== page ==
Chris Lee, a former staff interaction designer at Google, writes in a blog post: Chrome Home was an ambitious redesign of mobile Chrome’s main UI. It brought Chrome’s toolbar to the bottom of the screen and turned in into a peeking panel that could be swiped to expose additional controls. I created the original concept and pitch for Chrome Home in 2016. It was based off two insights:
1. Phones were growing in size, and we had opportunity to innovate in creating a gestural, spatial interface that would still be usable with one hand.
2. Mobile Chrome was also growing in features – but because its minimalist interface kept everything behind a “three dot” menu, these features were underutilized and hard to access.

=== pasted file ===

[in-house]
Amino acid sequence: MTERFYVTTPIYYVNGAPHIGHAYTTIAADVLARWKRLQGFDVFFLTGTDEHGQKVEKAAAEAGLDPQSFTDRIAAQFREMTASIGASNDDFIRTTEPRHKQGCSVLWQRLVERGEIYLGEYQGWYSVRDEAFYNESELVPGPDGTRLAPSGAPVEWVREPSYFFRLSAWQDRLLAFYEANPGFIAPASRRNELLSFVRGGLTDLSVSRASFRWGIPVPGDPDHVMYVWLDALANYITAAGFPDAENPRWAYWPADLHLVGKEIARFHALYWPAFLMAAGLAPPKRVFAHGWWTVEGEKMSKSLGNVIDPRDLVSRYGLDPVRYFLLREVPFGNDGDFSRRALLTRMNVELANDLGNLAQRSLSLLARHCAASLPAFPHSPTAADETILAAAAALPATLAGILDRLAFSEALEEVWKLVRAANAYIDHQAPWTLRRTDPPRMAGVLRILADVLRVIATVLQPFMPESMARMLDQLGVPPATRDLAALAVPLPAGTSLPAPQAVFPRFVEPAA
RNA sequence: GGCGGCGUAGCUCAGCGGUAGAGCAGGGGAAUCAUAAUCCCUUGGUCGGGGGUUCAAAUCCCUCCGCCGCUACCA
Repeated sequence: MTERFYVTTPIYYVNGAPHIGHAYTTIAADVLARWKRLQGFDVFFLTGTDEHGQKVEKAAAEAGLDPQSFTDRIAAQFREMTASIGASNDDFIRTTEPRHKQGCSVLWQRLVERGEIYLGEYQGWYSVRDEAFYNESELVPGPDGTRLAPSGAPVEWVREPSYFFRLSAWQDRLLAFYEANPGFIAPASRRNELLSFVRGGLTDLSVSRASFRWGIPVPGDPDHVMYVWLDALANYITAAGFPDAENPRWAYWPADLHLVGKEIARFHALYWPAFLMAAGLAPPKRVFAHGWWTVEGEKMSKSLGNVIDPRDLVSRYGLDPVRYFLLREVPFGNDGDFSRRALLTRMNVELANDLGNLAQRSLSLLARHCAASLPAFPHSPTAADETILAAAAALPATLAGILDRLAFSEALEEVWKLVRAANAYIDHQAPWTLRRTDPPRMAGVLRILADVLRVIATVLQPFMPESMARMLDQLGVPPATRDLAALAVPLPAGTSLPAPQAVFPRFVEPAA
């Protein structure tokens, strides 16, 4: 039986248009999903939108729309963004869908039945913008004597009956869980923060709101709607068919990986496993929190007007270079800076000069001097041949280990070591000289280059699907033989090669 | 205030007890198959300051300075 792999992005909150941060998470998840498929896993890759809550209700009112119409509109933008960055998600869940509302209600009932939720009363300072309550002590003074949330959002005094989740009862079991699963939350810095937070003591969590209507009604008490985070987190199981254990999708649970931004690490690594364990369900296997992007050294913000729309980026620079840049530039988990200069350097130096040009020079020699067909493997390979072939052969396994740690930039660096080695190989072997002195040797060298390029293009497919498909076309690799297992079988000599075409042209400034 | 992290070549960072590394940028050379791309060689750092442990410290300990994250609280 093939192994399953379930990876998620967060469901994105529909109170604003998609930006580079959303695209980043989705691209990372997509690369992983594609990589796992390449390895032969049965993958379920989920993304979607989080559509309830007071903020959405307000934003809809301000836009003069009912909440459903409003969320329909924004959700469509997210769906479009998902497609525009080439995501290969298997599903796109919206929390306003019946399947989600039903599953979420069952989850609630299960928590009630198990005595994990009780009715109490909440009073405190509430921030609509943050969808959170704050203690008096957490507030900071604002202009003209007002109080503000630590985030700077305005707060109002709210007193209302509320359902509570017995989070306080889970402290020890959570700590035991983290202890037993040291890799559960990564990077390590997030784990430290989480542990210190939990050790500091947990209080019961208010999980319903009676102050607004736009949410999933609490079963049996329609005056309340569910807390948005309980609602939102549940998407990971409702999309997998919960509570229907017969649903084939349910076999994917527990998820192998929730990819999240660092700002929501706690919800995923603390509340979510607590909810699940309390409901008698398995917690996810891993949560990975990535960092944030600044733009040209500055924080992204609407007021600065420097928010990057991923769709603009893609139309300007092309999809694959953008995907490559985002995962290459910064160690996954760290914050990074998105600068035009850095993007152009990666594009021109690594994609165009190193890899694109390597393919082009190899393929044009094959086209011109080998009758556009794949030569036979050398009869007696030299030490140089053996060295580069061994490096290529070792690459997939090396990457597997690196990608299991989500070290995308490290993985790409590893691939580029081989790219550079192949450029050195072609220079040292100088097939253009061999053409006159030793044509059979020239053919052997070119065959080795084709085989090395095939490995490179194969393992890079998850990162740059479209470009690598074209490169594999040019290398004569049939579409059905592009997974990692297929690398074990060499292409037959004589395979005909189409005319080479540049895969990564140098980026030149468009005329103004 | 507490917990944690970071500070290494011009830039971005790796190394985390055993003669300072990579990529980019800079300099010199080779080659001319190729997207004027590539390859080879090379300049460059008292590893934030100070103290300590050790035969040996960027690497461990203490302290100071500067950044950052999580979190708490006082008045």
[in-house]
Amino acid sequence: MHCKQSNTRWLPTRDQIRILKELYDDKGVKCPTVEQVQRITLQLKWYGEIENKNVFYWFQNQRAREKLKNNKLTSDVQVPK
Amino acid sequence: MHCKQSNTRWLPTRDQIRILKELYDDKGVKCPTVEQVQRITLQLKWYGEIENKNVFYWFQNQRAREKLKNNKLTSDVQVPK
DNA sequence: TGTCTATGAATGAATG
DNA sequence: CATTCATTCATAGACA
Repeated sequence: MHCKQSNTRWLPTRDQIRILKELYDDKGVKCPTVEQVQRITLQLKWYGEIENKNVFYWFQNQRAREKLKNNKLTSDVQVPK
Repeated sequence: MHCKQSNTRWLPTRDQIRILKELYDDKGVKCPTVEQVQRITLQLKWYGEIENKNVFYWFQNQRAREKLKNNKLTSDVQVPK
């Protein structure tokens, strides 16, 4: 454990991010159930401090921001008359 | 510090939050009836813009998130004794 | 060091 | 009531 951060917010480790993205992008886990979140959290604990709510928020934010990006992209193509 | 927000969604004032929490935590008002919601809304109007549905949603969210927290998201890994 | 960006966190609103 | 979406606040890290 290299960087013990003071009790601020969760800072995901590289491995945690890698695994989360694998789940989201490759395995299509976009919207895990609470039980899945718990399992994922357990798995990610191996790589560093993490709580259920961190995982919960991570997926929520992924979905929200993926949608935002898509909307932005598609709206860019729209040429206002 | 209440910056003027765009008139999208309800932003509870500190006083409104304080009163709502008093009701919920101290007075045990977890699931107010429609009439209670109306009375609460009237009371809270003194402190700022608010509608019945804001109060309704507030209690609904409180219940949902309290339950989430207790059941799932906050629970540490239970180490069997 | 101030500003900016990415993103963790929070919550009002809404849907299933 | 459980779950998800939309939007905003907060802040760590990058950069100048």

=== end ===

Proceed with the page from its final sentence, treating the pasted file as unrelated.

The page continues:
The idea caught traction internally, eventually becoming a Chrome org priority. I then led a team to execute and iterate on the concept. Executing on Chrome Home required rethinking not just the toolbar, but almost all of Chrome’s UI: search, bookmarks, tabs, prompts, etc. To inform our decisions, we used a variety of prototyping and testing approaches of increasing fidelity. Ultimately, such a fundamental change to a web browser required nothing short of building it into the product and testing it in longitudinal studies and live beta experiments. We heard a mixture of reactions. The feature gained a cult following among the tech community. But for some mainstream users, the change felt disorienting. Chrome serves billions of users around the globe with varying tech literacy. I became increasingly convinced that launching Chrome Home would not serve all our users well. So just as I strongly as I had pitched the original concept, I advocated for us to stop the launch — which took not a small amount of debate. Lee adds, “oh, and Safari in iOS 15 picked up some similar ideas and criticisms.”